The Misleading Rupee
The Indian gold investor still has one weakness -his understanding of the Rupee itself in pricing gold. As we are all guilty of, the Indian investor measures the price of gold in the Rupee and rarely measures the price of the Rupee in terms of gold. Consequently as the Rupee weakens, he sees the price of gold rising, when it is not. That's the case in today's market. In the past the Rupee has been as strong as Rs.30 :$1. Last year it was Rs.42 whereas today it's at Rs.55.81. To illustrate; let's take a gold price of $1,500. At Rs.30: $1 it is Rs.45,000 per ounce. At Rs.42: $1 it is Rs.63,000. At Rs.55.81: $1 it is Rs.83,715.
This is fooling the present Indian market into believing the gold price is 'spiking', whereas in the dollar it's 16.5% off its high! Until Indians understand the function of the Rupee in pricing, they'll be fooled by it. At the moment they are standing back from the gold market waiting for prices to fall and even selling gold in the hope to buy back cheaper. We doubt whether the Rupee will strengthen for a long time to come.
Disposable Income a Restraint
Just as in other parts of the world, the one limiting factor on gold buying is disposable income. Because he's buying as saving, he'll buy anyway. As the price rises, the volume of gold, which his disposable income will buy, gets smaller. Therefore, Indian demand for gold will be driven -as was the last decade-- by savings and real income levels and not by price. Remember he was buying when gold was $35 an ounce, $100 an ounce $300 an ounce and now when gold is $1,600 an ounce he is still buying. Furthermore, history has confirmed by these rising prices that he was right. Some see it as a blessing from Ganesha, who we have heard, does not rely on Technical Analysis.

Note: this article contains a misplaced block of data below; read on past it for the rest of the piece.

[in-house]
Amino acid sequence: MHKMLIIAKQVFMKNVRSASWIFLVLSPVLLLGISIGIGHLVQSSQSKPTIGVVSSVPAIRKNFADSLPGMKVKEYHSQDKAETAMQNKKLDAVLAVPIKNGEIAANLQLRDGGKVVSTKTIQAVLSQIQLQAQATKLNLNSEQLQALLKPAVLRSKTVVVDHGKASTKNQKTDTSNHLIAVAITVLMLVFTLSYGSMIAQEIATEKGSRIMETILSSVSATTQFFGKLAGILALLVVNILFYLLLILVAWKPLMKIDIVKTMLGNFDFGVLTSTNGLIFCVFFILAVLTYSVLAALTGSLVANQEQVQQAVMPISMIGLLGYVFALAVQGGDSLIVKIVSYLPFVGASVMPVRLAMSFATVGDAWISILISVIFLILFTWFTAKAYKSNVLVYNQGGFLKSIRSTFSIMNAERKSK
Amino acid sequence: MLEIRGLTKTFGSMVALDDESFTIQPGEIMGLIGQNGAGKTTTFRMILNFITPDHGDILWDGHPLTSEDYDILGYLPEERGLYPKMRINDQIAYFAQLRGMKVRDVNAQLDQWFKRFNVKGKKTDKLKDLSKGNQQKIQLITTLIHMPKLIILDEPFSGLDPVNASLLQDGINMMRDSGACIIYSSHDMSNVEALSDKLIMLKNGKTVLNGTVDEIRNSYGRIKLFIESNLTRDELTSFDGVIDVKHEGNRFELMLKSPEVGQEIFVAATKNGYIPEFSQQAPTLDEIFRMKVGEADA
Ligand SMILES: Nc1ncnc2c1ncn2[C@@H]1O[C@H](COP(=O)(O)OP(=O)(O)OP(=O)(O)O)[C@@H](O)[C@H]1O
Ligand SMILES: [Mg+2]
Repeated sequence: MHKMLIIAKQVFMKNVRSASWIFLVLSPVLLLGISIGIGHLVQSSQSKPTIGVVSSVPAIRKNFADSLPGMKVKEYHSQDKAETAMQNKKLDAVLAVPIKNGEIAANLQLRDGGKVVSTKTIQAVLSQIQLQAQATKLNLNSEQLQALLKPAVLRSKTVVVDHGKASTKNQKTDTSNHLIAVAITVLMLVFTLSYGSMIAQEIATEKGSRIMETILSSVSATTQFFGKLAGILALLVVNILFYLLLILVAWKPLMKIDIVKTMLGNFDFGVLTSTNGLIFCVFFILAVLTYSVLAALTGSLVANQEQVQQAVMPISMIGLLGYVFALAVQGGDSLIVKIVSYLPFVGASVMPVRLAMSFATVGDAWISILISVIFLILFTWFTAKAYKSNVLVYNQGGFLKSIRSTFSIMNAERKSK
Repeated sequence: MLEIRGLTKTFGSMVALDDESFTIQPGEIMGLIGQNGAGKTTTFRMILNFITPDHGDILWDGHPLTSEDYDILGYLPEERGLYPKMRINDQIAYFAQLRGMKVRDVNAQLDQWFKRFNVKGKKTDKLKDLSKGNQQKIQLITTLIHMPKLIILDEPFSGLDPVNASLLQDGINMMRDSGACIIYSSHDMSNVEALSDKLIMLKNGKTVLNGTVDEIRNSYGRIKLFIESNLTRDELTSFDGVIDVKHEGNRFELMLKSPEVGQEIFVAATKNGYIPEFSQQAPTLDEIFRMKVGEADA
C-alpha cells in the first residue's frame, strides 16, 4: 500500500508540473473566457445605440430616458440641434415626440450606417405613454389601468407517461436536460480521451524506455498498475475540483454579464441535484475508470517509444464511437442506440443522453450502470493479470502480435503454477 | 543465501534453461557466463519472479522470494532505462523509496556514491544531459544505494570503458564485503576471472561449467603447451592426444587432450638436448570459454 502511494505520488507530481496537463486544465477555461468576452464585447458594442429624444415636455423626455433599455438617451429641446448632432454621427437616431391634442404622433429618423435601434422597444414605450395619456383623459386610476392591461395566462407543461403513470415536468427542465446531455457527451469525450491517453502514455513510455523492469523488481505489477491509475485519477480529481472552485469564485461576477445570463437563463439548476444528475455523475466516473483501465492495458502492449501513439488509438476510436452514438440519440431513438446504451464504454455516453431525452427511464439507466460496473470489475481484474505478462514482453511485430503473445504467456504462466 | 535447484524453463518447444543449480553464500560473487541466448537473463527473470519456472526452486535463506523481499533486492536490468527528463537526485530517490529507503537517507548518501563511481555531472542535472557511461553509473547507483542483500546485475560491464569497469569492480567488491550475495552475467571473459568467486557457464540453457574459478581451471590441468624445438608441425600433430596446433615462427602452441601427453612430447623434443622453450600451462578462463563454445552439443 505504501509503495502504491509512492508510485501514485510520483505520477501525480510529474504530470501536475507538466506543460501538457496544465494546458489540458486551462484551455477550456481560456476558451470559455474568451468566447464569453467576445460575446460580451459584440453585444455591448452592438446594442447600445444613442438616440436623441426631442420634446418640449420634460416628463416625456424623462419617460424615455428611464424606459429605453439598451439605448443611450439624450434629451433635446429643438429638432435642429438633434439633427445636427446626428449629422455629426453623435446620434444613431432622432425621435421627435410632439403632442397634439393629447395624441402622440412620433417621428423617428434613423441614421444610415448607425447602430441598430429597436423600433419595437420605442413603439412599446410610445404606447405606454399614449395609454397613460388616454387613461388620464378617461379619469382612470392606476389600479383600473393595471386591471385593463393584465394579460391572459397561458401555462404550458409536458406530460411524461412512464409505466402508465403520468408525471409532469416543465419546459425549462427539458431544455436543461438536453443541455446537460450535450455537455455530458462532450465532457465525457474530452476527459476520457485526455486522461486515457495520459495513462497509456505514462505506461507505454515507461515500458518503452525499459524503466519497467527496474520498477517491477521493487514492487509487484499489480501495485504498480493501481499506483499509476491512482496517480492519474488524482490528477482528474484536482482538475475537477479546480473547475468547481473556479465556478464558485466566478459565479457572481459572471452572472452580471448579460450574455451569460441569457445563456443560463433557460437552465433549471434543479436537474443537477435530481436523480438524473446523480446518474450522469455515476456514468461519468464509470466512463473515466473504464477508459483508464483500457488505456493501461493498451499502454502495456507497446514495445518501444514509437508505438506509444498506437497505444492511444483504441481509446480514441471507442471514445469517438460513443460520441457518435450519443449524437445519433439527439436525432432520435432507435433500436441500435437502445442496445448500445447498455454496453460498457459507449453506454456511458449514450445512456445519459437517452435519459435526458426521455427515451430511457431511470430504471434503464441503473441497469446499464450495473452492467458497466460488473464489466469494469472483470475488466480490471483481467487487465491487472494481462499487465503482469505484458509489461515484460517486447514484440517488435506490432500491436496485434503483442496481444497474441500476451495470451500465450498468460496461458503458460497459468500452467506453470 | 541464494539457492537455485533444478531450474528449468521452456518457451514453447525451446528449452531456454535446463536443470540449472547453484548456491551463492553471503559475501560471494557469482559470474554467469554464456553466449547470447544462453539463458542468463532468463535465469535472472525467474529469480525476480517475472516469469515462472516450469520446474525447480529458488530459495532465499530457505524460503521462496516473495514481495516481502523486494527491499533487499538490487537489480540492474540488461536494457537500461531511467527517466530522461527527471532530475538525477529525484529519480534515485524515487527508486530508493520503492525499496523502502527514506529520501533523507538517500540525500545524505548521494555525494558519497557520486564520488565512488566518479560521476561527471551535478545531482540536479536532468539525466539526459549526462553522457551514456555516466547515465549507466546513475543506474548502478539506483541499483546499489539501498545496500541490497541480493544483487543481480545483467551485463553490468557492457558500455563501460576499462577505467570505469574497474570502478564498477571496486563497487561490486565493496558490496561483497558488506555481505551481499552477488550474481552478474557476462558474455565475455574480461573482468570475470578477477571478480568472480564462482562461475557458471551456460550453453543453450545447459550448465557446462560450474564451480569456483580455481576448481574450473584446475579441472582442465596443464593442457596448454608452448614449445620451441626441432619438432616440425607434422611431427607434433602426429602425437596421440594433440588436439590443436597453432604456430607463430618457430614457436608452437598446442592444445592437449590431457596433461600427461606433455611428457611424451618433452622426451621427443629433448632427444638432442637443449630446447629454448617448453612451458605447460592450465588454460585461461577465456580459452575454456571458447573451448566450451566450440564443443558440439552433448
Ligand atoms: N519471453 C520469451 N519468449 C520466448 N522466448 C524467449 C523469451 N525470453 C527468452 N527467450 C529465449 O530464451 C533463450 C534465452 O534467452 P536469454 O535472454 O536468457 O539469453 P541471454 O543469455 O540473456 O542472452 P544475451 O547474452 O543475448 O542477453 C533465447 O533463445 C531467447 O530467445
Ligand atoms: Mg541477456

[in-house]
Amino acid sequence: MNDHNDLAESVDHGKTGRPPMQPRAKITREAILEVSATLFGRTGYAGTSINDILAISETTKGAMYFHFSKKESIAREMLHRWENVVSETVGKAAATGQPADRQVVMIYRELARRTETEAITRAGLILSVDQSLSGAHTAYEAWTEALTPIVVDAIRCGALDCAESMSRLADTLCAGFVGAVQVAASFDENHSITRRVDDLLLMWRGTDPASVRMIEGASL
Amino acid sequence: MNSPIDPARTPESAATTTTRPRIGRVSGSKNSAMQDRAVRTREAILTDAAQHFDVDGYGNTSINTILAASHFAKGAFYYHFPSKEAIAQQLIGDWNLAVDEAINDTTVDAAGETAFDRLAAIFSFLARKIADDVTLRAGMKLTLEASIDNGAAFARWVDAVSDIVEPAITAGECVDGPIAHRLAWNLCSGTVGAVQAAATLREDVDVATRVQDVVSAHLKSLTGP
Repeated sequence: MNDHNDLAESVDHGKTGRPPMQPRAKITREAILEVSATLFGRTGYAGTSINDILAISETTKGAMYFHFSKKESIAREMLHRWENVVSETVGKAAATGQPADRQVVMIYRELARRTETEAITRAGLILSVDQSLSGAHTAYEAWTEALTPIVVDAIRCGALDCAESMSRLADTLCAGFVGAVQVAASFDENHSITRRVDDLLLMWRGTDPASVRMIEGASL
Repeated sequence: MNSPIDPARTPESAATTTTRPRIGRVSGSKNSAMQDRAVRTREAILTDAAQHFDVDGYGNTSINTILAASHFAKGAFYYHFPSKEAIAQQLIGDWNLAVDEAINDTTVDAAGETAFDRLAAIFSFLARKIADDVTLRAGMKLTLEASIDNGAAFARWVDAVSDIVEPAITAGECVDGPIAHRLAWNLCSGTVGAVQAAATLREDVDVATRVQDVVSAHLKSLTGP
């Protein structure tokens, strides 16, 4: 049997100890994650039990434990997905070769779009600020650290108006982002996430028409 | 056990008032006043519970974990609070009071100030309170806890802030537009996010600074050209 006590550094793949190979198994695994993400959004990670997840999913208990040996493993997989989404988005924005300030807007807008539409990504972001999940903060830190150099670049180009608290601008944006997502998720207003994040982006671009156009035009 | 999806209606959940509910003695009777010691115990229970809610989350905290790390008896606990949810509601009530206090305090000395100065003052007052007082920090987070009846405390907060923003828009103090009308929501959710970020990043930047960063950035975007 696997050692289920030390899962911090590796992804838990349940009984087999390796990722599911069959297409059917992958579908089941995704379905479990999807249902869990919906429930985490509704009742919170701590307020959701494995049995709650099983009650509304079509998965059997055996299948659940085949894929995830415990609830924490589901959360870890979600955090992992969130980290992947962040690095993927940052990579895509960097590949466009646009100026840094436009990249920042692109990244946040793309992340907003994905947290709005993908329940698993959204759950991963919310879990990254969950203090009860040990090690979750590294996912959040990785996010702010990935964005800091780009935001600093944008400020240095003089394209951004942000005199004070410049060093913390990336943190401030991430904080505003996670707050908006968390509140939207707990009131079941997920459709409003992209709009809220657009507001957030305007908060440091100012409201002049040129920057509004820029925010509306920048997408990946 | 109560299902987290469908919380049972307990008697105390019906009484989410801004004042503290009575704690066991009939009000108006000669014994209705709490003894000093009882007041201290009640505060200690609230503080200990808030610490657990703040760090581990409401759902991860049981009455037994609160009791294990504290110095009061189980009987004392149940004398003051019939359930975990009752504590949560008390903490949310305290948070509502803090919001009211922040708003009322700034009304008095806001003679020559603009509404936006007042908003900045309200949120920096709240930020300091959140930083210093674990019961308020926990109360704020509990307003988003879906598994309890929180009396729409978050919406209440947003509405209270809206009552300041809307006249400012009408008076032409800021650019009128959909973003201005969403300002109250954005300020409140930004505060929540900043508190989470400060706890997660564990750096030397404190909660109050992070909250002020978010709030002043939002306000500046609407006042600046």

India's demand for the precious metal is estimated to fall by 4% in volume and rise 4% in value in 2012, according to Morgan Stanley. Respondents from several households said they expect gold prices to rise by 8% in 2012; however, an additional 8% to 10% rise would lead to a proportionate decline in volumes.
Indian households are increasing their demand for gold bars and coins. Morgan Stanley notes rising income is behind the growing share of gold bar holdings.
Buying gold as a backup for bad times accounted for 16% of those surveyed, while gifting on events was another 15%. When speaking about the reasons why they bought gold jewelry in the past 12 months, respondents said auspicious events like marriages and festival accounted for 35%, while investment demand accounted for 20%. Around 8% of those surveyed said they bought gold as an impulse buy or bought gold for no specific reason. Another 6% of those surveyed said they bought gold because they were fond of the precious metal.
From Rural to Urban, from Seasonality to Less Seasonality
The rural agricultural sector, which accounts for 70% of the population, has been in the past the source of 2/3 of gold demand -this brought a sense of seasonality to the gold markets